Why libertarians apologize for autocracy

The experience of every modern democratic nation-state proves that libertarianism is incompatible with democracy

Topics: Libertarianism, War Room,

Why libertarians apologize for autocracy

Having denounced liberals as crypto-communists for half a century during the Cold War, the American right now routinely accuses the center-left of being fascist. This libel was given currency in Jonah Goldberg’s 2009 book “Liberal Fascism: The Secret History of the American Left, From Mussolini to the Politics of Meaning.” From the support of a few progressives a century ago for eugenics, and expressions of admiration by a few 1920s liberals for Mussolini’s ability to make the trains run on time, Goldberg and others on the right have crafted the latest in a series of right-wing conspiracy theories about American history, this one claiming that Woodrow Wilson and Franklin Roosevelt deliberately set the U.S. on the road to an American version of Mussolini’s corporate state.

Given their professed interest in admirers of Mussolini, it is curious that American conservatives and libertarians have not seen fit to discuss the view of fascism held by one of the heroes of modern American libertarianism, the Austrian economist Ludwig von Mises. In his book “Liberalism,” published in 1927 after Mussolini had seized power in Italy, Mises wrote:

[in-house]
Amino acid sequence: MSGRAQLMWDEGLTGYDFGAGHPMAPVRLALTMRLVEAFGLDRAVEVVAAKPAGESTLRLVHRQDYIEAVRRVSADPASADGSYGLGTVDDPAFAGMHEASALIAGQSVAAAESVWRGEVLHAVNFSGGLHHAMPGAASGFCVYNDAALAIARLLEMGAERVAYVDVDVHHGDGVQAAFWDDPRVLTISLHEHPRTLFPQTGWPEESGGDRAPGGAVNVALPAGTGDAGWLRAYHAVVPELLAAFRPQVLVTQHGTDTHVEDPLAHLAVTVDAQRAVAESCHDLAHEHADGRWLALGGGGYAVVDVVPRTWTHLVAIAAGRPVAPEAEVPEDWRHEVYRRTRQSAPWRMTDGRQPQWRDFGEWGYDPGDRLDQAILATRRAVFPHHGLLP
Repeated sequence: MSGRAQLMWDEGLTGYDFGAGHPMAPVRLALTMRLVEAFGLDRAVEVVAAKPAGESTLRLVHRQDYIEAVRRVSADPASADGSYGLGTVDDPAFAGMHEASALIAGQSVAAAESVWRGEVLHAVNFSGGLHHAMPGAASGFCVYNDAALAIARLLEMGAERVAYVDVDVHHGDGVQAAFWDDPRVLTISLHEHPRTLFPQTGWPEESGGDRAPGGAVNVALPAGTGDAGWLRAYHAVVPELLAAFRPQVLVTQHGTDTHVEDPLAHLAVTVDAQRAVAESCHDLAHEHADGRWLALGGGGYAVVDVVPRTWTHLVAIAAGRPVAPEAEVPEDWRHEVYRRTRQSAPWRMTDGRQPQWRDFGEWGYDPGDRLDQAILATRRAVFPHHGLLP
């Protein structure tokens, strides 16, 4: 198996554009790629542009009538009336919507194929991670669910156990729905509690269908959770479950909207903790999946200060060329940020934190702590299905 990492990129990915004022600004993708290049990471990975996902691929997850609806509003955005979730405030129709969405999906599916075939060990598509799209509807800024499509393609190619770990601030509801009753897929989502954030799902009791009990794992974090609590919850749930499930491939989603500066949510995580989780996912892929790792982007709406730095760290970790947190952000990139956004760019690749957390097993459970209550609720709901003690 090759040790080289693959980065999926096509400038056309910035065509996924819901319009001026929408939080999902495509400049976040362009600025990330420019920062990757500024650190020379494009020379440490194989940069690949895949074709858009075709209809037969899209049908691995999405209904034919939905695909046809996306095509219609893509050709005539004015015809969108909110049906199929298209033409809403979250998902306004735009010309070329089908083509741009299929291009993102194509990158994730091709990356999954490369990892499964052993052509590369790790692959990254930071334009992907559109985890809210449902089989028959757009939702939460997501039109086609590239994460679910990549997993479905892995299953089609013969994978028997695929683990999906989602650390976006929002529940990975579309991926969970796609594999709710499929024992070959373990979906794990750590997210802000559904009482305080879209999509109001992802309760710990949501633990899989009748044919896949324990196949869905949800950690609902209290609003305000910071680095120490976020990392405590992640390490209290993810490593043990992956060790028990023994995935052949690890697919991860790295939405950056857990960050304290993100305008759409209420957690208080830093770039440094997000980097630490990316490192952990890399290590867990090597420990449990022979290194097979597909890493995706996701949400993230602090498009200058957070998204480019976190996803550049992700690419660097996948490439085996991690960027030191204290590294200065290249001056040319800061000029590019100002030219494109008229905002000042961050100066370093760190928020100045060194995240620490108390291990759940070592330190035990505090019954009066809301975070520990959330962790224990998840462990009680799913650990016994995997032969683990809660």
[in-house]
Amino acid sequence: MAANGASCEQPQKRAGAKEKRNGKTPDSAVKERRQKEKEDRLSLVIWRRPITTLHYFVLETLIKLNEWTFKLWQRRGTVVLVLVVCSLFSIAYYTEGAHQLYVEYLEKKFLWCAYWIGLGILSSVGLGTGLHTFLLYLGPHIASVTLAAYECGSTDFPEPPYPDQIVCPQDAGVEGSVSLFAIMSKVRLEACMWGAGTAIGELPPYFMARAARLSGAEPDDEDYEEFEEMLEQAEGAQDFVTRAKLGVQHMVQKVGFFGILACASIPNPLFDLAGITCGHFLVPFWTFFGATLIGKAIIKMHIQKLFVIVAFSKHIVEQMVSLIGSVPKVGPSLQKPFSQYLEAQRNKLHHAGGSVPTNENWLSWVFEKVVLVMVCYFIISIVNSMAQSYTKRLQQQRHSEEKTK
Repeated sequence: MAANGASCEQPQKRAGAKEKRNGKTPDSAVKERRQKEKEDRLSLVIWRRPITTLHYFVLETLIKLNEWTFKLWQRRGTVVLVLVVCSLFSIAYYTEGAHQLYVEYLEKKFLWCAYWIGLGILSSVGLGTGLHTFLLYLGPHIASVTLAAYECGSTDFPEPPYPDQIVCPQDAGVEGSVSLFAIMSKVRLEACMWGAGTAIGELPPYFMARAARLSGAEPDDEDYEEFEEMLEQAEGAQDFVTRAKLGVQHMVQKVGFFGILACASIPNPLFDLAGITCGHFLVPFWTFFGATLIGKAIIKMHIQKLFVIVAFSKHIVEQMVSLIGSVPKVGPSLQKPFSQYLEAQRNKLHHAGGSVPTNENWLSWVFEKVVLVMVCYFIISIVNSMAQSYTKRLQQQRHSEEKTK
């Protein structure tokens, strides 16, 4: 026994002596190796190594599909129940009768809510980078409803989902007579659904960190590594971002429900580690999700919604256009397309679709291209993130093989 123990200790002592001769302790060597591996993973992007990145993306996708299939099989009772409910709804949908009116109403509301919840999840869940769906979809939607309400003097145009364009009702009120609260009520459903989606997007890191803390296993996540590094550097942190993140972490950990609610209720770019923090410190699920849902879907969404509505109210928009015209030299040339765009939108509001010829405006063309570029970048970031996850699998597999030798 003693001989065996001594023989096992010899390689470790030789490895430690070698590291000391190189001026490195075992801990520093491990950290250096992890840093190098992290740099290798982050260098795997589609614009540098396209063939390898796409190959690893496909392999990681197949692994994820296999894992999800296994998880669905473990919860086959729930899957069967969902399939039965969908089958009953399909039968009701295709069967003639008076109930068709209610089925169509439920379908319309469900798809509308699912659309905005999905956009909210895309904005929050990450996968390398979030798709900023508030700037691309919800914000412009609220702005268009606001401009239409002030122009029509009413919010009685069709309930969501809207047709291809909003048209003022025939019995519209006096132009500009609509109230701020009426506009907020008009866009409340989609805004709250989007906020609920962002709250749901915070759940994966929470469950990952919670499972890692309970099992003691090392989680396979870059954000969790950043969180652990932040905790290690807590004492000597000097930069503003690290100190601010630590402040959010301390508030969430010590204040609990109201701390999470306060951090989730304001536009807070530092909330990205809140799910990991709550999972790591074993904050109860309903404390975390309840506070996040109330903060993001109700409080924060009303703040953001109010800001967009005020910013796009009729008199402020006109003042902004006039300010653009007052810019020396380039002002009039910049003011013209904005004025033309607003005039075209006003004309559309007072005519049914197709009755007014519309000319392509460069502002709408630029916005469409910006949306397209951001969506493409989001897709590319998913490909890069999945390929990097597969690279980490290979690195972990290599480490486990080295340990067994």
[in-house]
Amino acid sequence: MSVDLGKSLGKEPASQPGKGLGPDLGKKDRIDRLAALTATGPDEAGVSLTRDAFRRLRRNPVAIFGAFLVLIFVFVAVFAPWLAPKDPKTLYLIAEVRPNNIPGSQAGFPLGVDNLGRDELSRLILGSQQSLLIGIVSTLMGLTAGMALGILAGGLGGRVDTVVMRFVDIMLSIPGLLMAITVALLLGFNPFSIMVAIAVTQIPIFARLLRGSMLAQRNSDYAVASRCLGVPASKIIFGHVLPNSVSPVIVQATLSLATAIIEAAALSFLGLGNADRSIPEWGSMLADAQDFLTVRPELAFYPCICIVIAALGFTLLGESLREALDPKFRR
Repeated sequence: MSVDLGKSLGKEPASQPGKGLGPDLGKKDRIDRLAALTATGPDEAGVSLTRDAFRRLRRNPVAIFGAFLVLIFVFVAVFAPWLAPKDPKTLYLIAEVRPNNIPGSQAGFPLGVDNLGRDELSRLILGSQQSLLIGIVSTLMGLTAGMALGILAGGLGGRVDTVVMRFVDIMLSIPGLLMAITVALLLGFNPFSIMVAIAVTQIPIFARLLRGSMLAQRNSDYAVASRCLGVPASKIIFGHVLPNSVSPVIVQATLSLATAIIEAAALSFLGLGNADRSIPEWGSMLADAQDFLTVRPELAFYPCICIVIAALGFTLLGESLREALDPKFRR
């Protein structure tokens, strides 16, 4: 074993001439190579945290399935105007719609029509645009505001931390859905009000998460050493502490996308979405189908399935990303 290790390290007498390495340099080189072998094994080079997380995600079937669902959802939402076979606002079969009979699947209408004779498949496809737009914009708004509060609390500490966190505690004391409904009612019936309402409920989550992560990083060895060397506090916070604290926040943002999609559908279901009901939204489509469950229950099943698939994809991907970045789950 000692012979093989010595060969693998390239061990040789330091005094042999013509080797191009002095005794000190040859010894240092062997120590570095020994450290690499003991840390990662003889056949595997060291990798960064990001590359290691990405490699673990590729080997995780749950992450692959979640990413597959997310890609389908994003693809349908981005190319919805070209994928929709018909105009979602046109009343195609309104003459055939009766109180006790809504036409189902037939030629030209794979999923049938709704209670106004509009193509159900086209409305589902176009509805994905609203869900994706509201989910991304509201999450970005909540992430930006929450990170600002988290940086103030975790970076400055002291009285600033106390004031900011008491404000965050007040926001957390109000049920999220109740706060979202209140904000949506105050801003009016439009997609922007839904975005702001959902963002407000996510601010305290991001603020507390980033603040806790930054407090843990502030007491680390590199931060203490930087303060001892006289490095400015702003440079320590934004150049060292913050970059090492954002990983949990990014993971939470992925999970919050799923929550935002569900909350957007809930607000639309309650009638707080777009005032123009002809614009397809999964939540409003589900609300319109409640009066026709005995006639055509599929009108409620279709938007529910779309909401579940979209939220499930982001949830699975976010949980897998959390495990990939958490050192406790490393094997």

It cannot be denied that Fascism and similar movements aimed at the establishment of dictatorships are full of the best intentions and that their intervention has for the moment saved European civilization. The merit that Fascism has thereby won for itself will live on eternally in history.

Friedrich von Hayek, who was, along with von Mises, one of the patron saints of modern libertarianism, was as infatuated with the Chilean dictator Gen. Augusto Pinochet as von Mises was with Mussolini, according to Greg Grandin:



Friedrich von Hayek, the Austrian émigré and University of Chicago professor whose 1944 Road to Serfdom dared to suggest that state planning would produce not “freedom and prosperity” but “bondage and misery,” visited Pinochet’s Chile a number of times. He was so impressed that he held a meeting of his famed Société Mont Pélérin there. He even recommended Chile to Thatcher as a model to complete her free-market revolution. The Prime Minister, at the nadir of Chile’s 1982 financial collapse, agreed that Chile represented a “remarkable success” but believed that Britain’s “democratic institutions and the need for a high degree of consent” make “some of the measures” taken by Pinochet “quite unacceptable.”

Like Friedman, Hayek glimpsed in Pinochet the avatar of true freedom, who would rule as a dictator only for a “transitional period,” only as long as needed to reverse decades of state regulation. “My personal preference,” he told a Chilean interviewer, “leans toward a liberal [i.e. libertarian] dictatorship rather than toward a democratic government devoid of liberalism.” In a letter to the London Times he defended the junta, reporting that he had “not been able to find a single person even in much maligned Chile who did not agree that personal freedom was much greater under Pinochet than it had been under Allende.” Of course, the thousands executed and tens of thousands tortured by Pinochet’s regime weren’t talking.

The Pinochet dictatorship was admired by the right in the U.S. and Britain for turning Chile’s economic policy over to disciples of Milton Friedman and the University of Chicago, who inflicted disastrous social experiments like the privatization of social security on Chile’s repressed population. Following the libertarian reforms, the Chilean economy collapsed in 1982, forcing the nationalization of the banking system and government intervention in industry. According to Grandin: